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Was able WITH PRACTICE to trail rear brake, both for slow speed and hot cornering on the 02. with the 07 it seems easier. Have done both the ERC and Police Motor courses with no problems (coming from brake application) ;-P
 

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messenger13 said:
Yes...low speeds + rear brake level = ONLY rear brake.

One thing that I did a lot of was practice doing U-Turns when I owned my LT. 20' was not an issue, 18' took some practice but is very doable with the big beast. Quite frankly, I enjoyed practicing with the LT in empty parking lots. It made me feel . . . umm . . . like a motorcop! :D :D :D


WHO IS THIS GUY??????????
 

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shadowofshoe said:
WHO IS THIS GUY??????????
Just a guy from Ohio who posted once or twice on this forum...:rolleyes:
 

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messenger13 said:
In my garage. You can experiment with how the brakes work very simply by putting the LT up on it's centerstand and playing with the brake levers. Having an assistant makes the job a lot easier.

Maybe someday I'll make a video so I can put an end to the debate once and for all. Then again, I ride a GT so I guess it just doesn't matter. The rear brake lever on the GT ONLY applies rear brakes all of the time. That's the difference between the LT's "Integral" system, and the GT's "Partially Integral" system.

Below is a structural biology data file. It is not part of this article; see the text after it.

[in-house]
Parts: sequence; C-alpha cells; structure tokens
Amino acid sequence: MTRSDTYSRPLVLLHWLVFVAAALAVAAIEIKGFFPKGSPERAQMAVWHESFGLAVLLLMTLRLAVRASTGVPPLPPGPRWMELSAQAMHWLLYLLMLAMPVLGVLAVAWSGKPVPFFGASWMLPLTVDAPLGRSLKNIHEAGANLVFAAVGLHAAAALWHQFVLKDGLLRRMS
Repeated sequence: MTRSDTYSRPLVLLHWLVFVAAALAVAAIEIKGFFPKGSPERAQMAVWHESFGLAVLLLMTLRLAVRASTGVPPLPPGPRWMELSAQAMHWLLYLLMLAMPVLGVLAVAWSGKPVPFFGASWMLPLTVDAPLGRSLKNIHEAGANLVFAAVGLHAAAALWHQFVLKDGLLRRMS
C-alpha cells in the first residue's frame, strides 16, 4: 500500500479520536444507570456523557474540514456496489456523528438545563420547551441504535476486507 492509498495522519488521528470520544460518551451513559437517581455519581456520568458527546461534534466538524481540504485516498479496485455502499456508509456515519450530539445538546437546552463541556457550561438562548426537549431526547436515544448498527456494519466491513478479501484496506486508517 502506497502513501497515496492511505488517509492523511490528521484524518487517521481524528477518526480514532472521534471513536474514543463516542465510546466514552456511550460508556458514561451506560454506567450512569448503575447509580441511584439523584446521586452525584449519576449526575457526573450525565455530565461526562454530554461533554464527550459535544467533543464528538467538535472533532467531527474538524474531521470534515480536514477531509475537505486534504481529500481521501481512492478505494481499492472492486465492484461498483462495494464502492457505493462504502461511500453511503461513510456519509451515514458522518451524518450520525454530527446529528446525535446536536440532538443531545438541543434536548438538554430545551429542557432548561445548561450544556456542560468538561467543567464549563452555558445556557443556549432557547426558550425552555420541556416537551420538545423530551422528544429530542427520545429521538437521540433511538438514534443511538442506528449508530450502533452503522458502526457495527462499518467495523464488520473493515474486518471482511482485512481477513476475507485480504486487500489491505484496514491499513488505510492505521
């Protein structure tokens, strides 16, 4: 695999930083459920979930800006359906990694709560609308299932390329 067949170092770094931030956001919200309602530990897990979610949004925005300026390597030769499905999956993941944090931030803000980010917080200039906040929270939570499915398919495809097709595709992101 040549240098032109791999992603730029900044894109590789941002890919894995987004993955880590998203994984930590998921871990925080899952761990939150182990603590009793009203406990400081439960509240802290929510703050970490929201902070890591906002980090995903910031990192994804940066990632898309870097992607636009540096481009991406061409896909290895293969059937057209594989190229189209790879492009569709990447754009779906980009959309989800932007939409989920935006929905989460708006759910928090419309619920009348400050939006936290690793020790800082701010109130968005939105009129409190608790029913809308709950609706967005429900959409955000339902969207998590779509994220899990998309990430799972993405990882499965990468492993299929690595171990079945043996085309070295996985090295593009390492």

AND THIS GUY????? MUST BE A HACKER !!!!!!! :rolleyes: :rolleyes: :rolleyes: :rolleyes


Oh My God.....I'm from Ohio too.....is it contagious ??????
 

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Rear Brake Handling

OK, I had only been riding the LT for less than 3000 miles when I took the Jerry Paladino course in FL. If it is true that the rear brake pedal only applies rear brakes, up to a point, then it is a very fine point and the front brake comes on real quick once that point is crossed. Being a new LT rider, I crossed that point twice and I dumped it twice. I have not tried the real tight turns since then. Perhaps I would do better now that I have more experience on the bike (20K). Mr Paladino took my bike and did much better than I, as you would expect, but I can tell you even he missed a few gates. For me, If I have the room, a 20' U turn is just fine.

Ultra LT
 

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I agree with ultraLT. It is a fine line between rear and both brake actuation. I teach the MSF Experienced Rider Course and have dropped the LT more than once when I tapped the rear brake pedal and the front brakes activated while in the U-Turn box.